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Horse Racing Betting

If you intend to bet frequently on horse racing rather than just have the odd flutter on the Grand National or the Derby, you must take the time to get to know the sport. The better you know your subject, the better your chances of making a profit.

Take the time to familiarise yourself with the top jockeys and leading trainers, the many different racecourses and types of race.

This article will highlight some of the best horse races in the UK and the best sportsbooks for these events.

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Understanding Form

Betting on Horse RacingGood recent form is a good place to start when making your selection but you need to have a grasp of the other factors that can influence the outcome of a race. These include the going, the distance, the track and sometimes the draw. You should also have an understanding of the handicapping system where horses are weighted in terms of ability.

Some horses have a marked preference for either fast or slow ground. Obviously the weather in the UK is very changeable so you need to check the latest going reports as close to the meeting as possible. It is no good backing a horse that needs soft ground to show its best form if it ends up running on a road!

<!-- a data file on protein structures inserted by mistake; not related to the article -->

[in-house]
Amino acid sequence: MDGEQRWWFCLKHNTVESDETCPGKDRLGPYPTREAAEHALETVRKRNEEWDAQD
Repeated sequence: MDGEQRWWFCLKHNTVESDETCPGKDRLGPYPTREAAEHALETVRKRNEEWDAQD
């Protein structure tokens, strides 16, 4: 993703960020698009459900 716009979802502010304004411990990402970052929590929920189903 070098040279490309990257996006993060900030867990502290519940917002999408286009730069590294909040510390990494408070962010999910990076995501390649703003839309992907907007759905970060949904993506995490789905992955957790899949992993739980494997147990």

The distance of the race is also paramount to a horse’s chances. Surprisingly horses can still go off at ridiculously short prices without any evidence that they can stay the distance. A case in point was the Derby in 2013 when the 2000 Guineas winner Dawn Approach was hot favourite on the strength of a win over half a mile shorter than the distance for the big race. Horses have specialist distances and sometimes even one furlong can make the difference between having a good chance and no chance whatsoever.

The UK’s racecourses are more variable than anywhere else in the world. Some horses prefer to race left-handed or right-handed or possibly favour a flat galloping track over one that is undulating. Study the horse’s previous form to discover any marked preference.

The draw can be the downfall of many gambles. Often the bias is not evident until the day of the race so you must also take this into account, particularly in big fields. Some tracks have a more obvious bias such as Chester, which is a narrow turning track. Horses drawn high have little or no chance in the sprint races as they are taking a longer journey than those on the inner and often have to use too much energy early in a race.

Racing in the UK is split into Flat and National Hunt. The Flat (Turf) season starts in the spring and runs through until November when the top-class National Hunt horses take over the spotlight. The jump season then runs alongside all-weather flat racing through the winter months with the emphasis on the Cheltenham Festival in March.

Flat Racing

The most important races of the flat racing turf season are the five classics: 1000 Guineas (three-year-old fillies), 2000 Guineas (three-year-old colts), The Oaks (three-year-old fillies), The Derby (three-year-old colts and fillies) and the St Leger (three-year-old colts and fillies).